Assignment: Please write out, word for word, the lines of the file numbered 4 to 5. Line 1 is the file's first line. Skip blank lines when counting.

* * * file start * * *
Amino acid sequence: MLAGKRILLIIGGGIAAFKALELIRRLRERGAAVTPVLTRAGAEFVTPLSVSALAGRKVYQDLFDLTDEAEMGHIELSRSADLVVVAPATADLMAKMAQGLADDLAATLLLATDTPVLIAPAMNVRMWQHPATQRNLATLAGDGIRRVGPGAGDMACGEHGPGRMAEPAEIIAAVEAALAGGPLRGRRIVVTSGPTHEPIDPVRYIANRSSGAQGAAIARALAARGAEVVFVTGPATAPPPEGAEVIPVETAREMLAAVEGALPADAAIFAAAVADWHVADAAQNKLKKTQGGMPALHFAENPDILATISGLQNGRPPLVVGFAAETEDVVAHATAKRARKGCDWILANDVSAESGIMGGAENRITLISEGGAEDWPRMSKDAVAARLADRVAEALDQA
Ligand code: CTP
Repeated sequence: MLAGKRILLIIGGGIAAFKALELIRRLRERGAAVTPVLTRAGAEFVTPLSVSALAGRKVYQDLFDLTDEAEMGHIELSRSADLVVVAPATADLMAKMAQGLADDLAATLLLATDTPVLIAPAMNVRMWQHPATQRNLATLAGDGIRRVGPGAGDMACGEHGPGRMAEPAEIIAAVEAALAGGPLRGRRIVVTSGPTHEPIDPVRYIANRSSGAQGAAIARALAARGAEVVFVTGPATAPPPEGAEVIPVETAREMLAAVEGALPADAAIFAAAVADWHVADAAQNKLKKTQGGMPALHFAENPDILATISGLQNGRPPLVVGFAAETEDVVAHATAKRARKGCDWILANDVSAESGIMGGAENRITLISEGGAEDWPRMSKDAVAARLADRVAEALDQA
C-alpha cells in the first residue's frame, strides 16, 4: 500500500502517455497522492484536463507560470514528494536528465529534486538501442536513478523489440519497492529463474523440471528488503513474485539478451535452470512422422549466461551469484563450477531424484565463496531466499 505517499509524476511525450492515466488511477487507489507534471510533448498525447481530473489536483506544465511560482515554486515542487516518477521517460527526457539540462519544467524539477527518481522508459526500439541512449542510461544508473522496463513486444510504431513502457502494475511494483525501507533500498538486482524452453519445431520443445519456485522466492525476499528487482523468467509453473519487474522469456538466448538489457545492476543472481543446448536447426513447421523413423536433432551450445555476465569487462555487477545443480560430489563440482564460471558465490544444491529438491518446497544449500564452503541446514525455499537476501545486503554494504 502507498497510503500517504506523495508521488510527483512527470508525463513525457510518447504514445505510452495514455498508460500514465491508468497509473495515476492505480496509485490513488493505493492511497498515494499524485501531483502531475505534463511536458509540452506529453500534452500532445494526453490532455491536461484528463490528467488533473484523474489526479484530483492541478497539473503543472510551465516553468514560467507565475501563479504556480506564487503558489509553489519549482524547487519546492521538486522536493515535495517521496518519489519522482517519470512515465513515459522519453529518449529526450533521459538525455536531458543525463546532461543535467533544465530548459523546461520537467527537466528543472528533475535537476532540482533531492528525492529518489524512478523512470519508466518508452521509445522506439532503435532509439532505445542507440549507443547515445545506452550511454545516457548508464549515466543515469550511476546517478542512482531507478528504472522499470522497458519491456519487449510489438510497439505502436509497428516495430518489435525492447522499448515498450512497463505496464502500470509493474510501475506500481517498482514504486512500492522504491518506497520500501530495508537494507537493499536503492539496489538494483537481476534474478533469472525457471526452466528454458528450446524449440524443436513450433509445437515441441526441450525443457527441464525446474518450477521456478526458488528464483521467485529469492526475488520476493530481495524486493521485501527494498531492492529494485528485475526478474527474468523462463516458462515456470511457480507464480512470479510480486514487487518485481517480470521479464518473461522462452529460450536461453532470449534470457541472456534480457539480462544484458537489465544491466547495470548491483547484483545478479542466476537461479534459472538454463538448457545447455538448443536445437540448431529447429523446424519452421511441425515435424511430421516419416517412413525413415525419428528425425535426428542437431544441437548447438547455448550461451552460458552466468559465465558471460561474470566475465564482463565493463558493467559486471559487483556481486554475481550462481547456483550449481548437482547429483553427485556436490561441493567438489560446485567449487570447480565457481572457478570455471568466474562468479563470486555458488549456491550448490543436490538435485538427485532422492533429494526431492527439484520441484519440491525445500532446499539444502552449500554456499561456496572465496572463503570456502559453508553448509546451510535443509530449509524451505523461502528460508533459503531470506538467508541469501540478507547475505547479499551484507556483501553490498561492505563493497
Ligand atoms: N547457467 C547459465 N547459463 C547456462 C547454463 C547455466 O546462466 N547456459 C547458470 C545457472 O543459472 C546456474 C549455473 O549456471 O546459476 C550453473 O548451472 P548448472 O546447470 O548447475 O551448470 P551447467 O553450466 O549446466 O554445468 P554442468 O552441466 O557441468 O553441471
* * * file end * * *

C-alpha cells in the first residue's frame, strides 16, 4: 500500500502517455497522492484536463507560470514528494536528465529534486538501442536513478523489440519497492529463474523440471528488503513474485539478451535452470512422422549466461551469484563450477531424484565463496531466499 505517499509524476511525450492515466488511477487507489507534471510533448498525447481530473489536483506544465511560482515554486515542487516518477521517460527526457539540462519544467524539477527518481522508459526500439541512449542510461544508473522496463513486444510504431513502457502494475511494483525501507533500498538486482524452453519445431520443445519456485522466492525476499528487482523468467509453473519487474522469456538466448538489457545492476543472481543446448536447426513447421523413423536433432551450445555476465569487462555487477545443480560430489563440482564460471558465490544444491529438491518446497544449500564452503541446514525455499537476501545486503554494504 502507498497510503500517504506523495508521488510527483512527470508525463513525457510518447504514445505510452495514455498508460500514465491508468497509473495515476492505480496509485490513488493505493492511497498515494499524485501531483502531475505534463511536458509540452506529453500534452500532445494526453490532455491536461484528463490528467488533473484523474489526479484530483492541478497539473503543472510551465516553468514560467507565475501563479504556480506564487503558489509553489519549482524547487519546492521538486522536493515535495517521496518519489519522482517519470512515465513515459522519453529518449529526450533521459538525455536531458543525463546532461543535467533544465530548459523546461520537467527537466528543472528533475535537476532540482533531492528525492529518489524512478523512470519508466518508452521509445522506439532503435532509439532505445542507440549507443547515445545506452550511454545516457548508464549515466543515469550511476546517478542512482531507478528504472522499470522497458519491456519487449510489438510497439505502436509497428516495430518489435525492447522499448515498450512497463505496464502500470509493474510501475506500481517498482514504486512500492522504491518506497520500501530495508537494507537493499536503492539496489538494483537481476534474478533469472525457471526452466528454458528450446524449440524443436513450433509445437515441441526441450525443457527441464525446474518450477521456478526458488528464483521467485529469492526475488520476493530481495524486493521485501527494498531492492529494485528485475526478474527474468523462463516458462515456470511457480507464480512470479510480486514487487518485481517480470521479464518473461522462452529460450536461453532470449534470457541472456534480457539480462544484458537489465544491466547495470548491483547484483545478479542466476537461479534459472538454463538448457545447455538448443536445437540448431529447429523446424519452421511441425515435424511430421516419416517412413525413415525419428528425425535426428542437431544441437548447438547455448550461451552460458552466468559465465558471460561474470566475465564482463565493463558493467559486471559487483556481486554475481550462481547456483550449481548437482547429483553427485556436490561441493567438489560446485567449487570447480565457481572457478570455471568466474562468479563470486555458488549456491550448490543436490538435485538427485532422492533429494526431492527439484520441484519440491525445500532446499539444502552449500554456499561456496572465496572463503570456502559453508553448509546451510535443509530449509524451505523461502528460508533459503531470506538467508541469501540478507547475505547479499551484507556483501553490498561492505563493497
Ligand atoms: N547457467 C547459465 N547459463 C547456462 C547454463 C547455466 O546462466 N547456459 C547458470 C545457472 O543459472 C546456474 C549455473 O549456471 O546459476 C550453473 O548451472 P548448472 O546447470 O548447475 O551448470 P551447467 O553450466 O549446466 O554445468 P554442468 O552441466 O557441468 O553441471